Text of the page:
Human Knot

University Students

NYHS students

Bringing it back to my softball days, I gave myself 4 big projects to do in my last 4 months- International Women’s Day, my kickball tournament, my health workshop and finding my grade 12 students scholarships.  One down, three to go.  IWD was very successful and to be honest, really enjoyable.  Last year it was a crazy day and was so stressful, this year, with a year and a half of experience under our belts, we were able to do it right and enjoy the day.  Next is the kickball tournament.  We had our first practice today.  The tournament will take place behind the abandoned train station.  There is a community of squatter families and children that will probably be evicted soon.  The school nearby is trying to offer the children an option to stay out of trouble, so I thought that a kickball tournament would be a good option on their only day off of school, which is Sunday.  I was nervous that kids wouldn’t show up, but that wasn’t an issue.  Each team had about 20 kids that could play, not including their baby brother or sister that their parents made take with them.  Many of the parents came to watch as well.  We will have another practice next Sunday and then the big game is on Sunday, March 27th, and I am confident that attendance will be sky-high by then.   My coach from Seton Hall donated 20 t-shirts and Darlene asked University of Texas to donated 20 t-shirts, so the game will be UT vs. SHU.  It should be really fun.  The rules are very rudimentary but the reason for the game is to have a community activity, not to find Battambang’s deadliest kickball player.  I chose kickball because all you need is a ball and a bunch of little kids.  We will have a kickball game and other options for younger children (maybe Bozo buckets?)  My grade 12 students were the coaches and they had a blast and got into it.  They are such great role models and these children are so vulnerable that it sends a great message to the community that there are people who still care about their children’s wellbeing. 

After the kickball tournament, we will most likely start our health workshop.  Maybe we can play a little kickball then learn about hand washing.  The health workshop will be in the same community, because they really need it.  These families are living in the vacant box cars, offices and really anywhere providing any shelter.  The children are very dirty because they spend most of their time outside and are really susceptible to diarrhea and other potentially dangerous ailments.  Again, my grade 12 students will be leading this.  This will be great for their resumes and also leads into the last project.  This school offers scholarships, so a few of my students will be able to get scholarships.  I told them that in order to apply for the scholarships, my students must volunteer two hours per week for two months (this is not the case, but I believe that they should give something to this community in exchange).  They are also really enjoying these projects.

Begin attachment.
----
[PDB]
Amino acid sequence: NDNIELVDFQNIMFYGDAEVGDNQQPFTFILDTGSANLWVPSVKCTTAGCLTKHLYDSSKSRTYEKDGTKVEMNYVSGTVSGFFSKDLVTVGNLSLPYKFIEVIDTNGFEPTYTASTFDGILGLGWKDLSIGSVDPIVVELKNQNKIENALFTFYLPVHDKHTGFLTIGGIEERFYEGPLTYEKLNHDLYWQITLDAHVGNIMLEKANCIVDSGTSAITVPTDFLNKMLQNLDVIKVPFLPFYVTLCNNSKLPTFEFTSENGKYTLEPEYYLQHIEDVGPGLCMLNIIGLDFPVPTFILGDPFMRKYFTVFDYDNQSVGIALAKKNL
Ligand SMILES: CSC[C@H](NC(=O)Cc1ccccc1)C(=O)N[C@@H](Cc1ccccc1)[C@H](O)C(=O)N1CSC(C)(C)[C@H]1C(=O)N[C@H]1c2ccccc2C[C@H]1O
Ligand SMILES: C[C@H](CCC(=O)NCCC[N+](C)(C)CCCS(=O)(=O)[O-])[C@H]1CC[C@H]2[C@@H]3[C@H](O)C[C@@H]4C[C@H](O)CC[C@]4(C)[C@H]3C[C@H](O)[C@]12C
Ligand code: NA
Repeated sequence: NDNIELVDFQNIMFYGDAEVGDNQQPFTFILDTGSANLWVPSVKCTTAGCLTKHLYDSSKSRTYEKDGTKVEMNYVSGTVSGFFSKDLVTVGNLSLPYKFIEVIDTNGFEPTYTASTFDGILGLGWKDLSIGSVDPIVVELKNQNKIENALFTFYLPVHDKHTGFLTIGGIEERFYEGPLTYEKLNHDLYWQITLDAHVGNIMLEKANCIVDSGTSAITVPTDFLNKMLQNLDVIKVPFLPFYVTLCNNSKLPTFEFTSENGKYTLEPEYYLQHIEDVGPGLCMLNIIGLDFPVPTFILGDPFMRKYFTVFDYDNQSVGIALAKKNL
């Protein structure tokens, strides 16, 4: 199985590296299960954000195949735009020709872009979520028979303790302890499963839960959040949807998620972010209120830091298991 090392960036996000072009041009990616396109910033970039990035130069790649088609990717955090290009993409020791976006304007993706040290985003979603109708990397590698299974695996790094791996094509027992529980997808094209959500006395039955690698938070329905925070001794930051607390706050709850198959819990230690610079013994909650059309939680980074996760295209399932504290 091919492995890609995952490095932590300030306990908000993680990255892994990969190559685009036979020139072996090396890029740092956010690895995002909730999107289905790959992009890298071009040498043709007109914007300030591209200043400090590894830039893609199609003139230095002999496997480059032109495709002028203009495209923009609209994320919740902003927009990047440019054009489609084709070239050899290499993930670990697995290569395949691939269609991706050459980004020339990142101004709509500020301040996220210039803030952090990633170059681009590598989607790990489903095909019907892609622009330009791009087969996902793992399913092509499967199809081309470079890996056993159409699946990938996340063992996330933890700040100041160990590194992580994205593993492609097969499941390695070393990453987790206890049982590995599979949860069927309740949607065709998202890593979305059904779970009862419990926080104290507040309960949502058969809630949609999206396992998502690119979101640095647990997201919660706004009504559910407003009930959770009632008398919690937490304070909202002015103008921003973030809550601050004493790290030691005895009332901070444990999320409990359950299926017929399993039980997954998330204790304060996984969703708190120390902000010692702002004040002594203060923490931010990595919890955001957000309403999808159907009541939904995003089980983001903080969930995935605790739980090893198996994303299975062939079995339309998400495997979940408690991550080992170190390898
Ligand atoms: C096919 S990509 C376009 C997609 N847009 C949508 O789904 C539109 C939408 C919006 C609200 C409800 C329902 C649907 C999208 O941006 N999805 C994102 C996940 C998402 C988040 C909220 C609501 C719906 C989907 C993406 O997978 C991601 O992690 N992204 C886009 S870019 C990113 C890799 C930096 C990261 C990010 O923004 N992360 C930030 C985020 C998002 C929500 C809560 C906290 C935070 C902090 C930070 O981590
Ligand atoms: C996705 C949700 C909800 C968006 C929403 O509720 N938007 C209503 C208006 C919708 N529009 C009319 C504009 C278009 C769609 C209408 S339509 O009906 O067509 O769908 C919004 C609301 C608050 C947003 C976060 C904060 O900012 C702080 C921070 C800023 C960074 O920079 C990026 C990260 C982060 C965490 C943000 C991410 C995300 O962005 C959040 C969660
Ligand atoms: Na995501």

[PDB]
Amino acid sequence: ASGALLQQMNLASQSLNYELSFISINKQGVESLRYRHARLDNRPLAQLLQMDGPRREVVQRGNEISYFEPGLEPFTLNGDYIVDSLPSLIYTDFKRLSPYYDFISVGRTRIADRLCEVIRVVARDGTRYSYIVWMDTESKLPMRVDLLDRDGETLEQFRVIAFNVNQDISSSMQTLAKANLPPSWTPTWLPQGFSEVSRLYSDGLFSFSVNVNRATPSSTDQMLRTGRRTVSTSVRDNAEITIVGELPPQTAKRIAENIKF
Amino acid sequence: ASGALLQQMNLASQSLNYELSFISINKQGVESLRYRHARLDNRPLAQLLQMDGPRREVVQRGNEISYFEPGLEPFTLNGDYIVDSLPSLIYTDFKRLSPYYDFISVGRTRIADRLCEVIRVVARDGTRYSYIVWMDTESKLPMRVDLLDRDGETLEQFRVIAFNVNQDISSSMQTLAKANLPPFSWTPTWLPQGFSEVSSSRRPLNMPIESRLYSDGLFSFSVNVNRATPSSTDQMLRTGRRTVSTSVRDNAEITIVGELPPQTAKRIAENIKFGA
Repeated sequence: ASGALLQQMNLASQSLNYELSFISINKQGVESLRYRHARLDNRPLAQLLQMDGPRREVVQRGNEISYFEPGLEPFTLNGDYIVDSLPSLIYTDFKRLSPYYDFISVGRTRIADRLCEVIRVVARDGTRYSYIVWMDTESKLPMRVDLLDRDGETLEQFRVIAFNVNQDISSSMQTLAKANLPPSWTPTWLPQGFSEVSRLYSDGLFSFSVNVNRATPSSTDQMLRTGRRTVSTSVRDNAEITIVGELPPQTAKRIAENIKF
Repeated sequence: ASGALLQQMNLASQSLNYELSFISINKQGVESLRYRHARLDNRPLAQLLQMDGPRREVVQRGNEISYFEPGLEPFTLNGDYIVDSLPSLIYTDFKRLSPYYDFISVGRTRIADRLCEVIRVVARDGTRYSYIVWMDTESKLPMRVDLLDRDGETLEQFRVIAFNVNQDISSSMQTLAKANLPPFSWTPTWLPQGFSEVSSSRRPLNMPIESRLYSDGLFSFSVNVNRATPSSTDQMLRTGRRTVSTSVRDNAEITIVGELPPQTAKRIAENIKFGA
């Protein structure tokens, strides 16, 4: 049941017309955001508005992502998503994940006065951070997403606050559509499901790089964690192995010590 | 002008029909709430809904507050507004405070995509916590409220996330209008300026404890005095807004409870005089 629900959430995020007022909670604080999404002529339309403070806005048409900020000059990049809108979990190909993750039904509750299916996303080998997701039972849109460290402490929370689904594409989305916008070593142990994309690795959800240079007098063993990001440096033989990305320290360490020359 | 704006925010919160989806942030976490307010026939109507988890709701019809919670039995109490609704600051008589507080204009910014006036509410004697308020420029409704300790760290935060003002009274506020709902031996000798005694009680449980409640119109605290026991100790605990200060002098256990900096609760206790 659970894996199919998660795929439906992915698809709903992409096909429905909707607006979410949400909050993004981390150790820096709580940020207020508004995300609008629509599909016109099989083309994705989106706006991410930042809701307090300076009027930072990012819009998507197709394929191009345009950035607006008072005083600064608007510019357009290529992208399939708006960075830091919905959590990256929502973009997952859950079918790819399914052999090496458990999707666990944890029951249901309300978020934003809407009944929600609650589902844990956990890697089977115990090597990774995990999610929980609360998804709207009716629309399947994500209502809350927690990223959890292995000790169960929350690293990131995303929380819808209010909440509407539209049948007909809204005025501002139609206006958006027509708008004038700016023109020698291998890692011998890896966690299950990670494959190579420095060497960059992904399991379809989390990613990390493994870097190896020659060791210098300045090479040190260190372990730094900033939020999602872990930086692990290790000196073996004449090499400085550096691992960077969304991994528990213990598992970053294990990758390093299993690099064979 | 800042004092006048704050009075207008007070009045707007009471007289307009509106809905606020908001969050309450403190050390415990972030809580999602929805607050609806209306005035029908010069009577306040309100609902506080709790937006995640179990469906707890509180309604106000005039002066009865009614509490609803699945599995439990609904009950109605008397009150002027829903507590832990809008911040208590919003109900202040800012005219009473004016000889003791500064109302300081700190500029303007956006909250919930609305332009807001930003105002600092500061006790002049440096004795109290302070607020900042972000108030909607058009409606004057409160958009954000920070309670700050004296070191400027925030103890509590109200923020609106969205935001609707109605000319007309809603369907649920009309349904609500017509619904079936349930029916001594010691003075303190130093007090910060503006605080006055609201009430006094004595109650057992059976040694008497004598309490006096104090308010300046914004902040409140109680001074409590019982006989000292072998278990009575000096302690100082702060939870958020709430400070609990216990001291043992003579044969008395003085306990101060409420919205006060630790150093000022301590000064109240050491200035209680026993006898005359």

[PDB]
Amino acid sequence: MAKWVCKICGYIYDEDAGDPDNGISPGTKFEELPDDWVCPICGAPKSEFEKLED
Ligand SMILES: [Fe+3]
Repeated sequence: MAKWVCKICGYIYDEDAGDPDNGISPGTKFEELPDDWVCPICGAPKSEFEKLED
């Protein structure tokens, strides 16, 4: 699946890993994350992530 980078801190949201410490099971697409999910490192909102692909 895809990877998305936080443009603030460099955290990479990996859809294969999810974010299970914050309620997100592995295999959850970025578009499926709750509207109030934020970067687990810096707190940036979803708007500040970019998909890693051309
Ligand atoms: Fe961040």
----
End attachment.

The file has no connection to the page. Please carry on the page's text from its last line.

These 3 remaining projects are ones that I am really interested in for obvious reasons- I miss playing sports, the children need instruction in regards to basic hygiene and I want my students to go on to university.  All Peace Corps volunteers agree that they cannot change the country, the change must come from within the country.  We don’t have the means to change the higher ups, but rather the youth that may one day be in that position.  The impact is really small that we actually end up making, but that doesn’t make it any less important.  I am just figuring this out, and right on time, too.    

Wednesday, March 2, 2011

The Power of Women.

 With the approaching International Women’s Day project, I have been thinking a lot recently about how innate female strength is.  As Americans, we see it all the time in many forms, most notably in famous females, such as Oprah Winfrey, Aung San Suu Kyi, Condoleeza Rice (even though I disagree with her politics) and the list goes on and on.  But the ones that are most impressive are the women who demonstrate these qualities everyday, but never receive an award, recognition or even a thanks sometimes.  I was raised around strong women- my mother, my grandmother, sisters, aunts, friends, teammates, cousins, teachers, etc.  But looking back on my life, there are so many others that get overlooked.  A single mother who studies at night to earn a degree.  Women who defy the odds and take on jobs that are male-dominated, even though they face sexism.  An immigrant who works two jobs and can’t speak English just to give her kids a better life than she had.

Cambodia is a place, like many developing countries, where females do not have the same opportunities, but their strength shines through.  The top students in my classes are girls- they are the hardest working and moreover the bravest, which speaks to their character, since girls are taught to be “sopheap” which manes gentle.  I see women wake up at the crack of dawn and start cooking their food and load up their carts to lug all over town, in the hopes of making a few bucks for working from sunrise to sunset.